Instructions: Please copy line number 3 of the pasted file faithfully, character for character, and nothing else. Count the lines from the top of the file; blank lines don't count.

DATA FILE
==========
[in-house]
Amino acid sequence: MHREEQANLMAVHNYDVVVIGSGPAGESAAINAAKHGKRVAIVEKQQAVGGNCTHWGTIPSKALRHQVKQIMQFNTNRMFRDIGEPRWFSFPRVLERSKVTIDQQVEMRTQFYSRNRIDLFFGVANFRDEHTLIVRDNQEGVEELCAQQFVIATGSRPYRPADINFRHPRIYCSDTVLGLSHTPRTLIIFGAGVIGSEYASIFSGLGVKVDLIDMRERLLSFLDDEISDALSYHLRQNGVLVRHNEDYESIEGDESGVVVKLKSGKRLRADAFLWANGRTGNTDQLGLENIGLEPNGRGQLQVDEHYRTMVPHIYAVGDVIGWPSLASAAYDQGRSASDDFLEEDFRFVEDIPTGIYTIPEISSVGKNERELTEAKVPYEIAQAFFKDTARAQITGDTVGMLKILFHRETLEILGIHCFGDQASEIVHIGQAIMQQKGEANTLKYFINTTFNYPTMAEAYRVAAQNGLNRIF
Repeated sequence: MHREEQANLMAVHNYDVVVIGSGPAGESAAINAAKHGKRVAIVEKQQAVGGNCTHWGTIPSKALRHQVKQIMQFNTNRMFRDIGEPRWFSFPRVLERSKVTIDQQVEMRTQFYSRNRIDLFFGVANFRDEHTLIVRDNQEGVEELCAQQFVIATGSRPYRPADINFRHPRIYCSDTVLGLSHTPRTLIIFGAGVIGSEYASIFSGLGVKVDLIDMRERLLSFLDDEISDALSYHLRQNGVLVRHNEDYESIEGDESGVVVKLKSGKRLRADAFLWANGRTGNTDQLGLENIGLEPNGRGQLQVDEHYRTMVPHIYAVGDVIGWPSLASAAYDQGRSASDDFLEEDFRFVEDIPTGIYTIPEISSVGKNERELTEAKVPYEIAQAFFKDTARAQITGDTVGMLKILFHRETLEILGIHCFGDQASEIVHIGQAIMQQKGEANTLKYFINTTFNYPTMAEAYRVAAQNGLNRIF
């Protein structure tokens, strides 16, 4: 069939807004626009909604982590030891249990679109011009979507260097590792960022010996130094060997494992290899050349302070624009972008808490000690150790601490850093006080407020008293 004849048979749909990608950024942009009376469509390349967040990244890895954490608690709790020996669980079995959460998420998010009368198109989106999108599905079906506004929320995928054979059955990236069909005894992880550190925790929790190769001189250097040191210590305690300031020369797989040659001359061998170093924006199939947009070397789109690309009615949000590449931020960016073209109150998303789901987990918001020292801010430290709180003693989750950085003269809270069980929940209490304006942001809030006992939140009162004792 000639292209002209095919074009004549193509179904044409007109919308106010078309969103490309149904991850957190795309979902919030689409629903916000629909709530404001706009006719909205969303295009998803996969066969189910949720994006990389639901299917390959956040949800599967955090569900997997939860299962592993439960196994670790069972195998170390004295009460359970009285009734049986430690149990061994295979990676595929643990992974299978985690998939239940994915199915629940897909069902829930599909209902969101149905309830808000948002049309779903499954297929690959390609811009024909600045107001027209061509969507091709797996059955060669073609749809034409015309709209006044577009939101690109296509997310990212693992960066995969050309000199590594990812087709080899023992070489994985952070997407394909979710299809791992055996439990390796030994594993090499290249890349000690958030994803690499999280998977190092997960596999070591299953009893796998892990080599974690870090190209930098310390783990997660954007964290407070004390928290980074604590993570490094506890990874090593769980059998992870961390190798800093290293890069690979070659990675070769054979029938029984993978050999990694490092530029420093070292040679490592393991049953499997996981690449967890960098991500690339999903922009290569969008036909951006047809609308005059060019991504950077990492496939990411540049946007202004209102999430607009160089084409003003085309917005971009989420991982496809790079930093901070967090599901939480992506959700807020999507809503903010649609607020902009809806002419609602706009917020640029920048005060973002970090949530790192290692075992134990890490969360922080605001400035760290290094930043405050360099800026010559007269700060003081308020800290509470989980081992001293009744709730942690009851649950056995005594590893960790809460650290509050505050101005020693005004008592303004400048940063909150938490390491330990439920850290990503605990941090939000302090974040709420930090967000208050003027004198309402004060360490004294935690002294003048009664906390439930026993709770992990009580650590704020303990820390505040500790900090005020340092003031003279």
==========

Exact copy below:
Repeated sequence: MHREEQANLMAVHNYDVVVIGSGPAGESAAINAAKHGKRVAIVEKQQAVGGNCTHWGTIPSKALRHQVKQIMQFNTNRMFRDIGEPRWFSFPRVLERSKVTIDQQVEMRTQFYSRNRIDLFFGVANFRDEHTLIVRDNQEGVEELCAQQFVIATGSRPYRPADINFRHPRIYCSDTVLGLSHTPRTLIIFGAGVIGSEYASIFSGLGVKVDLIDMRERLLSFLDDEISDALSYHLRQNGVLVRHNEDYESIEGDESGVVVKLKSGKRLRADAFLWANGRTGNTDQLGLENIGLEPNGRGQLQVDEHYRTMVPHIYAVGDVIGWPSLASAAYDQGRSASDDFLEEDFRFVEDIPTGIYTIPEISSVGKNERELTEAKVPYEIAQAFFKDTARAQITGDTVGMLKILFHRETLEILGIHCFGDQASEIVHIGQAIMQQKGEANTLKYFINTTFNYPTMAEAYRVAAQNGLNRIF